Tong Jin Kim “It’s not much about creating a product. It’s about creating a community. And creating a community is much more challenging.”
A liberal arts professor empowers communities to create and design by teaching them how to use technology like laser cutters and 3-D printers.
“These are technology tools that allow people to create things, but they are not really being accessed and (aren’t) easy to use, like intuitive to use. So I want technology to be accessible. ...The whole paradigm of manufacturing is changing. You can actually manufacture things at home,” said Tong Jin Kim, an assistant professor of industrial design.
“One of the things I emphasize to our students is (that) to become a design leader, you have to influence people to create things rather than you (creating) things,” said Kim. He said this is what led him to teaching others about 3-D printing and that his project is about students creating things with this tool.
Kim said he spends his research doing three things: building things in 3-D printers to use as examples in his class, connecting with communities and teaching 3-D classes to communities.
Kim taught one series of workshops in an underprivileged neighborhood in Chicago. He believes his classes allow people to express their creativity in other ways. Some of his students even started a Kickstarter campaign so they could further develop and sell their printed products. Zhiyan (Emma) Wang, a senior in industrial design, was among a group of Purdue students who traveled to Chicago to help Kim prepare for the workshop.
“This idea is to give back to society. We help all these peoples to use 3-D print skills to restart their lives,” said Wang. “I never really thought about how to use a technology that’s really advanced technology (to) help these people.”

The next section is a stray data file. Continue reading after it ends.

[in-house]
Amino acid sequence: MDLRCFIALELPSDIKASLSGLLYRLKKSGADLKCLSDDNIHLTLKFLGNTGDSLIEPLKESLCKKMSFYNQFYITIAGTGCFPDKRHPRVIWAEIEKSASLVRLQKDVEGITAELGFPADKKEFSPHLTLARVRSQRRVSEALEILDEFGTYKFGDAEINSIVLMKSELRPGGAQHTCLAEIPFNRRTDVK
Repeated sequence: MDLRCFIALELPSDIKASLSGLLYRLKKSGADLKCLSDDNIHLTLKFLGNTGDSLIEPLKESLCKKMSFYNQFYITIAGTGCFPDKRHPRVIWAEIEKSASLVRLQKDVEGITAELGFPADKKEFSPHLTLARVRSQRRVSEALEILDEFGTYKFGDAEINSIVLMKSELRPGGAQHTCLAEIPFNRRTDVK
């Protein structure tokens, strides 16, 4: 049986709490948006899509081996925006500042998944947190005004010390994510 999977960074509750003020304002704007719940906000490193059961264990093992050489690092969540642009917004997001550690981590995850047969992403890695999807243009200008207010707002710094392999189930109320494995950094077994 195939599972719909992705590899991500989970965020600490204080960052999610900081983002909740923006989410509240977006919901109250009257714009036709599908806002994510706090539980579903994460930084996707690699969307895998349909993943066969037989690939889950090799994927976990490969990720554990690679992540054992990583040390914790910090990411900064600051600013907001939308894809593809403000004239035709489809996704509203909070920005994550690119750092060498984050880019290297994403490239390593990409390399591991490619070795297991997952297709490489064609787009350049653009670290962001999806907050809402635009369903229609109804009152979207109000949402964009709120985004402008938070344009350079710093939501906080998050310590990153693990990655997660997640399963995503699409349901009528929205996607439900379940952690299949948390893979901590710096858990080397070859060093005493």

Wang said that Kim is a very calm person who is not easily excited. “I do think, since he (started) doing this, he’s never thought about getting money from the project, so I think he must be really passionate about it. Otherwise, nothing is going to drive him to do certain non-profit projects.”
Kim has taught 3-D printing classes in Chicago for four months. At the moment, he is working on the design of Ruckus, a building in Indianapolis that will serve as a makerspace. The website www.indyruckus.com describes it as, “a place where inventors, designers, artisans, photographers, craftspeople and engineers can share equipment, technology and ideas to help launch their next creation.” Kim is specifically working on a lab that will house 3-D printers and laser cutters, among other things.
Kim is still interested in teaching 3-D printing to the underprivileged, however. This summer, he has plans to lead a trip to Korea, where he will lead classes teaching orphans 3-D printing. According to Kim, printers will be donated to the orphanage.
“It’s not much about creating a product,” Kim said. “It’s about creating a community, and creating a community is much more challenging.”